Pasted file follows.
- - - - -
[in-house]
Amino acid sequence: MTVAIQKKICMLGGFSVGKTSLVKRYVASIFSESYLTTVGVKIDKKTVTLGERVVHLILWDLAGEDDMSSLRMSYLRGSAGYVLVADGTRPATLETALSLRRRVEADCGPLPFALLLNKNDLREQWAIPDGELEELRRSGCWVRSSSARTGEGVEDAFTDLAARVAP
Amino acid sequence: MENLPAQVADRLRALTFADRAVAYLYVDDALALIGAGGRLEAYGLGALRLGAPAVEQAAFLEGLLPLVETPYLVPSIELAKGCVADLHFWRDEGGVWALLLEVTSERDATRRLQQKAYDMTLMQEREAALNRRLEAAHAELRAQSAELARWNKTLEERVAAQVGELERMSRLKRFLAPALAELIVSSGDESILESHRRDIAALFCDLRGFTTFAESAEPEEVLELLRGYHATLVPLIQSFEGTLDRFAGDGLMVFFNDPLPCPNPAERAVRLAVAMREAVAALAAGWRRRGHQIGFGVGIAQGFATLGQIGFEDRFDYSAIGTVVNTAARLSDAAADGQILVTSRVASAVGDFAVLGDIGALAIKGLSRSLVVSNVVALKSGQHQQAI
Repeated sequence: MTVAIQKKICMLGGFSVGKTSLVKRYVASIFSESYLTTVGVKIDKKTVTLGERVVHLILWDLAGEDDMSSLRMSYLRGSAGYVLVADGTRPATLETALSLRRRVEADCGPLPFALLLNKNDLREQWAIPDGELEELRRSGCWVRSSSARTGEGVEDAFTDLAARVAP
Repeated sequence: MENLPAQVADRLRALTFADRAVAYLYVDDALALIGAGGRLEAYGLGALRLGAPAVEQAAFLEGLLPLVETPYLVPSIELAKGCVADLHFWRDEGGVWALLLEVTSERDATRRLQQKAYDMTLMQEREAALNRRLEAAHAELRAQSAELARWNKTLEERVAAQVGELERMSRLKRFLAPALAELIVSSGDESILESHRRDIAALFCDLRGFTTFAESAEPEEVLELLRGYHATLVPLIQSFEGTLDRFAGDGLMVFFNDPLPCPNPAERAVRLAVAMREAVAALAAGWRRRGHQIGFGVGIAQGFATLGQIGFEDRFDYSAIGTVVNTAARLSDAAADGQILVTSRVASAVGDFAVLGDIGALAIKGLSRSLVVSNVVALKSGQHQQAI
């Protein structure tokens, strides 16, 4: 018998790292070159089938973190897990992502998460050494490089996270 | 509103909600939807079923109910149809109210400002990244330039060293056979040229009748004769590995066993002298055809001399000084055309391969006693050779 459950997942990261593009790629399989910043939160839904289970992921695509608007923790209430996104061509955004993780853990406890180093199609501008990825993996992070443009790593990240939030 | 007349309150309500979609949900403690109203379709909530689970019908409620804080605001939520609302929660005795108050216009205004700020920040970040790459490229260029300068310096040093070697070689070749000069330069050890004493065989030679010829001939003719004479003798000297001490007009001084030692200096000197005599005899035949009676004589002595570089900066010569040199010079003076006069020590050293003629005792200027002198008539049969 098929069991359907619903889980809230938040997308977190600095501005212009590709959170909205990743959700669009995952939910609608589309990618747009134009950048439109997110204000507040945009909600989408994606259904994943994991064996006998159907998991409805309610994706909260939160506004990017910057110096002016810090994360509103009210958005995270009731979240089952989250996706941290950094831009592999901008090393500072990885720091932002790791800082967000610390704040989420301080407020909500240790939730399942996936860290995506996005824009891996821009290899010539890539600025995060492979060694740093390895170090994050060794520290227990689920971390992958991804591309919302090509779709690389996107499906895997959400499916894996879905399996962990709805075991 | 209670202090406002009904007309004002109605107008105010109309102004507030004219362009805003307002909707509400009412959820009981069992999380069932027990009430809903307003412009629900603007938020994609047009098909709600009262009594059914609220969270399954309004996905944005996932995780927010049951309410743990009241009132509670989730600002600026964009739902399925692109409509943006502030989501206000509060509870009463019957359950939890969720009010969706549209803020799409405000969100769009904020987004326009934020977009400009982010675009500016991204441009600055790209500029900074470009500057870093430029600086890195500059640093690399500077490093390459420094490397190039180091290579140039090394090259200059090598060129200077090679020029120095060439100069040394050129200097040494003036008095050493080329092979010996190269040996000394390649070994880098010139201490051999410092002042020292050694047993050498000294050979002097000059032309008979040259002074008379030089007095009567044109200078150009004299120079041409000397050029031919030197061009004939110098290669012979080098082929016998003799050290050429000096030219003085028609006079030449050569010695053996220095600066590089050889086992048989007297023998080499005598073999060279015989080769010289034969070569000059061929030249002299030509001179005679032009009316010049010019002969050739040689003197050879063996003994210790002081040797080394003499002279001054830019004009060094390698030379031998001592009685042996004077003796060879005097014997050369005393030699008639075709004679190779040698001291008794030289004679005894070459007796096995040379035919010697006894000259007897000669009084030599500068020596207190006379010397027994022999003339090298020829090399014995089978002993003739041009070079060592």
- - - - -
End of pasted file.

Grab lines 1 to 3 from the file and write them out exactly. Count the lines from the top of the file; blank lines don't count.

[in-house]
Amino acid sequence: MTVAIQKKICMLGGFSVGKTSLVKRYVASIFSESYLTTVGVKIDKKTVTLGERVVHLILWDLAGEDDMSSLRMSYLRGSAGYVLVADGTRPATLETALSLRRRVEADCGPLPFALLLNKNDLREQWAIPDGELEELRRSGCWVRSSSARTGEGVEDAFTDLAARVAP
Amino acid sequence: MENLPAQVADRLRALTFADRAVAYLYVDDALALIGAGGRLEAYGLGALRLGAPAVEQAAFLEGLLPLVETPYLVPSIELAKGCVADLHFWRDEGGVWALLLEVTSERDATRRLQQKAYDMTLMQEREAALNRRLEAAHAELRAQSAELARWNKTLEERVAAQVGELERMSRLKRFLAPALAELIVSSGDESILESHRRDIAALFCDLRGFTTFAESAEPEEVLELLRGYHATLVPLIQSFEGTLDRFAGDGLMVFFNDPLPCPNPAERAVRLAVAMREAVAALAAGWRRRGHQIGFGVGIAQGFATLGQIGFEDRFDYSAIGTVVNTAARLSDAAADGQILVTSRVASAVGDFAVLGDIGALAIKGLSRSLVVSNVVALKSGQHQQAI